Mon. Jun 17th, 2024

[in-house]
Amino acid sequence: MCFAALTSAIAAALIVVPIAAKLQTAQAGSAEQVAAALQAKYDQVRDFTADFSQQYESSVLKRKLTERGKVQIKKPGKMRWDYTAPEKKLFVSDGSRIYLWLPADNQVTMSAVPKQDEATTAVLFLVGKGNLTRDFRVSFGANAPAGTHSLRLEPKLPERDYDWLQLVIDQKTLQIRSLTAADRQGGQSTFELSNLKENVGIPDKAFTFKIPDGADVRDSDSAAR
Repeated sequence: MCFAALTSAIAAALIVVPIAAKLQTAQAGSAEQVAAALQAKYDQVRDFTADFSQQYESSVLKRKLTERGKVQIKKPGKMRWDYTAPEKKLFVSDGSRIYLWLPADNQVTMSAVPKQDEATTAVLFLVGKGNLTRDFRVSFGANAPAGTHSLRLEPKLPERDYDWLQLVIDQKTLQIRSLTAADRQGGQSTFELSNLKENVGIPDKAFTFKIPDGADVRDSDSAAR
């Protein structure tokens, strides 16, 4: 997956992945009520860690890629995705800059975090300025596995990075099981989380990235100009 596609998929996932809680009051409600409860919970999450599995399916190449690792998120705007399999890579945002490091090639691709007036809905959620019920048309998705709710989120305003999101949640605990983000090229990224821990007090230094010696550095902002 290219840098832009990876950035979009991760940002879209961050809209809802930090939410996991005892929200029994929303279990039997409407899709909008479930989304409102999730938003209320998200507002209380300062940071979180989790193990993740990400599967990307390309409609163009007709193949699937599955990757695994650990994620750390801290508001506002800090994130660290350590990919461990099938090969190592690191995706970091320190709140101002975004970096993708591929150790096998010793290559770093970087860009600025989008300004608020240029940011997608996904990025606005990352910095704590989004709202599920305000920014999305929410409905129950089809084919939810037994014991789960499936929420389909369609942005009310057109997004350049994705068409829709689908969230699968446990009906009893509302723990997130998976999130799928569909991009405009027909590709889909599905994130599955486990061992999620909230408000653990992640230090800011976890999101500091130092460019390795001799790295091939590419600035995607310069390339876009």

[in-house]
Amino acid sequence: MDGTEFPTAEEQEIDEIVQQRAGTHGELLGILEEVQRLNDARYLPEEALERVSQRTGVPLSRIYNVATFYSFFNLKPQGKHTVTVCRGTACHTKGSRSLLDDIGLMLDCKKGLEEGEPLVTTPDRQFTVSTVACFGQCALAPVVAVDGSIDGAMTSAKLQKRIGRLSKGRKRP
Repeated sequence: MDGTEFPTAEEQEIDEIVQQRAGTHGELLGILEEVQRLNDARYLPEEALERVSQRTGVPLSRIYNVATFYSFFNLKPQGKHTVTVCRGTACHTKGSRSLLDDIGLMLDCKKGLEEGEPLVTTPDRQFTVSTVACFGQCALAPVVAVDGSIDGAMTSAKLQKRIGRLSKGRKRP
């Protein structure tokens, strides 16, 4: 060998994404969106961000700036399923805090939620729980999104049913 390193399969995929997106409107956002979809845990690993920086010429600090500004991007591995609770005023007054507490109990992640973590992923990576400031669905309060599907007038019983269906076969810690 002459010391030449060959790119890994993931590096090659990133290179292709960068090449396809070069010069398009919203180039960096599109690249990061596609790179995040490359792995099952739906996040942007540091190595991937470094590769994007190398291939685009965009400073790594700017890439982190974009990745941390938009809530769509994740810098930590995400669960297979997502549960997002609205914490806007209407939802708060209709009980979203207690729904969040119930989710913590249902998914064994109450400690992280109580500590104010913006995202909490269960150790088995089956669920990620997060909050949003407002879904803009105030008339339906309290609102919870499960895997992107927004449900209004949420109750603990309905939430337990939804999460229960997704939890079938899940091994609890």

Welcome to Foreign Policy’s South Asia Brief. This week’s highlights include Pakistan dealing with militant threats along its borders with Iran and Afghanistan, former Pakistani Prime Minister Imran Khan receiving two prison sentences, and India preparing to unveil a politically important budget. Sign up to receive South Asia Brief in your inbox every Wednesday. Earlier this month, Iran and Pakistan exchanged cross-border strikes, targeting separatist militants. Relations were plunged into crisis before officials agreed to de-escalate. However, developments in the past few days have amplified the security challenges that Pakistan faces on its border with Iran. On Monday, militants launched a coordinated attack in Mach, a town in Pakistan’s Balochistan province. The ethnic separatist Balochistan Liberation Army (BLA) claimed responsibility, and Pakistani security officials say the assault was quickly repelled, though some Baloch media dispute that claim. Meanwhile, Pakistan is also grappling with rising tensions on its northwestern border with Afghanistan, as attacks by the Afghanistan-based Tehreek-i-Taliban Pakistan (TTP) have surged. Pakistan recently announced a policy that expelled hundreds of thousands of Afghan refugees. Additionally, tensions between India and Pakistan have intensified, with detailed Pakistani allegations that India has carried out targeted assassinations in Pakistan. Pakistan has long alleged that New Delhi is the BLA’s main external backer. Pakistan’s security concerns along its borders reflect a trend across South Asia. Both India and Bhutan dispute their borders with China, while Myanmar’s civil war is spilling over its border with Bangladesh. India recently announced plans to fence its border with Myanmar due to security issues. These tensions pose stability risks and make regional cooperation and connectivity more difficult. They also distract policy attention from critical domestic challenges. The impacts of border tensions are hitting Pakistan especially hard, given its struggling economy. Pakistan holds elections next week, and the main campaign themes revolve around the country’s economic crisis and bitter political rivalries. Meanwhile, former Prime Minister Imran Khan has been sentenced to years behind bars for violating a state secrets law and on corruption charges. Khan is already in prison for a corruption conviction that he alleges is politically motivated, and these latest convictions compound his legal woes. In a separate development, the Indian Navy rescued Pakistani sailors from a ship hijacked by pirates off the coast of Somalia, demonstrating India’s increasing naval posture in the Indian Ocean region. Finally, the Indian Finance Minister Nirmala Sitharaman will unveil the government’s interim budget on Thursday, just a few months before the country’s national elections. The Maldives are also experiencing political turmoil, as the Maldivian Democratic Party threatened to submit a motion to impeach President Mohamed Muizzu after tensions rose in Parliament and over his pro-China stance. The Maldives holds parliamentary elections on March 17.

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